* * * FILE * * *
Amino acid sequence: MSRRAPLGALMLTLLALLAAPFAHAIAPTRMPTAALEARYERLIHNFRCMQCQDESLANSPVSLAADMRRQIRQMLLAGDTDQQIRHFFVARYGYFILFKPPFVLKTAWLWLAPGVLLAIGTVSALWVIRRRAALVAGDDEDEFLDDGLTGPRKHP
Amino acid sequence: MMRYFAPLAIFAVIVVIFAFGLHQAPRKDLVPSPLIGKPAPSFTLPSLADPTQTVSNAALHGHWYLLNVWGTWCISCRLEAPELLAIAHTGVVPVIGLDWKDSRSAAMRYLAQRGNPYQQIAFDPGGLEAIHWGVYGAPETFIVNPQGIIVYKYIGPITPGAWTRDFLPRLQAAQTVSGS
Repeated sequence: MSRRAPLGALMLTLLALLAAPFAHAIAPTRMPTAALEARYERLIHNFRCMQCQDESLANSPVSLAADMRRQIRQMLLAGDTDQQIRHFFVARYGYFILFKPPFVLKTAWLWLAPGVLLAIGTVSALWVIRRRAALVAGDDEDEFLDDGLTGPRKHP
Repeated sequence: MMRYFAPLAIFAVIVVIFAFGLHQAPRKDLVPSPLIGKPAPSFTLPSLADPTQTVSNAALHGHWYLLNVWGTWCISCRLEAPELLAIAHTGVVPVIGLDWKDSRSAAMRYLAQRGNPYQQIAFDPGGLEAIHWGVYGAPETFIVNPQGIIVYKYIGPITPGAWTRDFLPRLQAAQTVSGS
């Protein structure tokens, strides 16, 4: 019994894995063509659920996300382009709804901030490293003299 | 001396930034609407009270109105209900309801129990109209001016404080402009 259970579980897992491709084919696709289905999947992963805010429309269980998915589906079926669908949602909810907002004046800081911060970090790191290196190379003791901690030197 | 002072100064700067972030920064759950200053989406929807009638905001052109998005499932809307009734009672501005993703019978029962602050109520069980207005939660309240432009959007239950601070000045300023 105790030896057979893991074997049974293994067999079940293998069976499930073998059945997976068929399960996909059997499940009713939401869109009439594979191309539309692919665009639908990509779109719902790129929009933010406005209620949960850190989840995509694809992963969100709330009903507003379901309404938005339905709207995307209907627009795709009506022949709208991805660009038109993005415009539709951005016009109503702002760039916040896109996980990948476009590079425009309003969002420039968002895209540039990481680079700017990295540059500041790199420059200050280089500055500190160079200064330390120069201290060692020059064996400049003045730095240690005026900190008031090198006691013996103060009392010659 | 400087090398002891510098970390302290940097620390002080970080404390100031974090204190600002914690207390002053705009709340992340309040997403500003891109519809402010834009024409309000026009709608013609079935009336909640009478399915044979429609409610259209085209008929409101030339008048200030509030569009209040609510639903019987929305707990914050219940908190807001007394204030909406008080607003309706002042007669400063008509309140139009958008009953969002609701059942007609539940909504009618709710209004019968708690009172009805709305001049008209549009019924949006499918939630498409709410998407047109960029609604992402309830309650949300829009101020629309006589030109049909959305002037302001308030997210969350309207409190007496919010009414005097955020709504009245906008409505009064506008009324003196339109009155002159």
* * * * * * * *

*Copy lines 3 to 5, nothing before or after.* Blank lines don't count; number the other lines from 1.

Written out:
Repeated sequence: MSRRAPLGALMLTLLALLAAPFAHAIAPTRMPTAALEARYERLIHNFRCMQCQDESLANSPVSLAADMRRQIRQMLLAGDTDQQIRHFFVARYGYFILFKPPFVLKTAWLWLAPGVLLAIGTVSALWVIRRRAALVAGDDEDEFLDDGLTGPRKHP
Repeated sequence: MMRYFAPLAIFAVIVVIFAFGLHQAPRKDLVPSPLIGKPAPSFTLPSLADPTQTVSNAALHGHWYLLNVWGTWCISCRLEAPELLAIAHTGVVPVIGLDWKDSRSAAMRYLAQRGNPYQQIAFDPGGLEAIHWGVYGAPETFIVNPQGIIVYKYIGPITPGAWTRDFLPRLQAAQTVSGS
């Protein structure tokens, strides 16, 4: 019994894995063509659920996300382009709804901030490293003299 | 001396930034609407009270109105209900309801129990109209001016404080402009 259970579980897992491709084919696709289905999947992963805010429309269980998915589906079926669908949602909810907002004046800081911060970090790191290196190379003791901690030197 | 002072100064700067972030920064759950200053989406929807009638905001052109998005499932809307009734009672501005993703019978029962602050109520069980207005939660309240432009959007239950601070000045300023 105790030896057979893991074997049974293994067999079940293998069976499930073998059945997976068929399960996909059997499940009713939401869109009439594979191309539309692919665009639908990509779109719902790129929009933010406005209620949960850190989840995509694809992963969100709330009903507003379901309404938005339905709207995307209907627009795709009506022949709208991805660009038109993005415009539709951005016009109503702002760039916040896109996980990948476009590079425009309003969002420039968002895209540039990481680079700017990295540059500041790199420059200050280089500055500190160079200064330390120069201290060692020059064996400049003045730095240690005026900190008031090198006691013996103060009392010659 | 400087090398002891510098970390302290940097620390002080970080404390100031974090204190600002914690207390002053705009709340992340309040997403500003891109519809402010834009024409309000026009709608013609079935009336909640009478399915044979429609409610259209085209008929409101030339008048200030509030569009209040609510639903019987929305707990914050219940908190807001007394204030909406008080607003309706002042007669400063008509309140139009958008009953969002609701059942007609539940909504009618709710209004019968708690009172009805709305001049008209549009019924949006499918939630498409709410998407047109960029609604992402309830309650949300829009101020629309006589030109049909959305002037302001308030997210969350309207409190007496919010009414005097955020709504009245906008409505009064506008009324003196339109009155002159």